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Bush: Anything Idaho farmers can do, a starving 10-year-old can do better


We've got to give it to Idaho's congressional Reps., Butch Otter and Mike Simpson. In an era where politicians who dissent from the presidential path are treated with all the respect and loyalty of cowboy boot-scrapings, both congressmen came down on the rebellious side of two of their leader's most contentious offerings: the Patriot Act and the Central American Free Trade Act (CAFTA). Not that their opposition did a lick of good in either case.

CAFTA, which reduces trade barriers with a number of Central American and Caribbean countries, slid through the House of Representatives just after midnight on July 28, by a vote of 217 yeas to 215 nays. Democratic opponents argued that the trade pact sets a dangerous precedent, encouraging companies to shift production to countries that offer poverty-level wages and insufficient worker safeguards. Simpson eschewed such lily-livered justifications, and focused in on Idaho's sweet spot: the beets. White gold. Texas tea ... sweetener.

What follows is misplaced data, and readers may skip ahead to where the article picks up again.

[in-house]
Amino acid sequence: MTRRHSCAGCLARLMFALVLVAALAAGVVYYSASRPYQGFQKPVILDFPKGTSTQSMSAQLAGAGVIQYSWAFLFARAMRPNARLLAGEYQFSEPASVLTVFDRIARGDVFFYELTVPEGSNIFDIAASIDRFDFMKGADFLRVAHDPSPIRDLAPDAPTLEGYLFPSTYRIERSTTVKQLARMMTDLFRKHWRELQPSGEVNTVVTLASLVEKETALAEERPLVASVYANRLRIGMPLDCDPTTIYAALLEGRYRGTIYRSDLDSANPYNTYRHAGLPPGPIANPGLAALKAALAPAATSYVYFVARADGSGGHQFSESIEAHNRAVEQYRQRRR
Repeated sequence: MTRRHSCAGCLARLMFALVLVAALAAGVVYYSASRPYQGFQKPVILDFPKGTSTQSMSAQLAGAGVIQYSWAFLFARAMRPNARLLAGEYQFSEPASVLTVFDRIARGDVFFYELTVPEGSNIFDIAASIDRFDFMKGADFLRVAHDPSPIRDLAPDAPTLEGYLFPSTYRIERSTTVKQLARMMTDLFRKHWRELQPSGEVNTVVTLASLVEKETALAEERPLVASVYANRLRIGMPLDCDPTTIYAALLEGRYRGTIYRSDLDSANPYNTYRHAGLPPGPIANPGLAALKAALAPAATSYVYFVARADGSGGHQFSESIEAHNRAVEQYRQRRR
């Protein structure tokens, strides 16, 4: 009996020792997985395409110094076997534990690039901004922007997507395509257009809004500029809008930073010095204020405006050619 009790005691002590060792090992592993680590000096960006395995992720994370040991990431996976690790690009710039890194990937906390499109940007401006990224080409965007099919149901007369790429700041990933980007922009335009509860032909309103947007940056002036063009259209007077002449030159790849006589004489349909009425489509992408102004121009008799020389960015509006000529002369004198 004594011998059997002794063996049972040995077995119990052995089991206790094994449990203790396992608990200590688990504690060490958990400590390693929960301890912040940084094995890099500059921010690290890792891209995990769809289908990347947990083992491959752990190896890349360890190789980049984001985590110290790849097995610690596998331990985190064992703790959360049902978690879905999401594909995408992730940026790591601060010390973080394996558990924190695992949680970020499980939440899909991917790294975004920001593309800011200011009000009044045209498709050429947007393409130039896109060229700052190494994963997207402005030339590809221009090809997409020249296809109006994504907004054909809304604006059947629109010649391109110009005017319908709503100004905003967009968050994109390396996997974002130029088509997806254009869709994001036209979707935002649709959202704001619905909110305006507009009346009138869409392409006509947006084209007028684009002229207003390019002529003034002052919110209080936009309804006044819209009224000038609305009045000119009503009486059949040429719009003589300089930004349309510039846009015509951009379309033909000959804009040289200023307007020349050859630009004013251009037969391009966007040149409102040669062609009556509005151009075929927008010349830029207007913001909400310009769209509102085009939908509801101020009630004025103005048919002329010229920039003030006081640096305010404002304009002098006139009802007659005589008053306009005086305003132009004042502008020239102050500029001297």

"I made it clear to our trade negotiators that if they included sugar in CAFTA, I would vote against it," Simpson said after the vote. "They ignored my warnings and I stuck by my threat." Simpson says that CAFTA will put hundreds of Idaho farms at risk by increasing sugar imports from Central America, and it may open the door for similar ravages by future trade agreements.

On the upside, since Bush signed CAFTA into law on August 1, enough textile plants could move south to bring the price of T-shirts down a few cents per ton.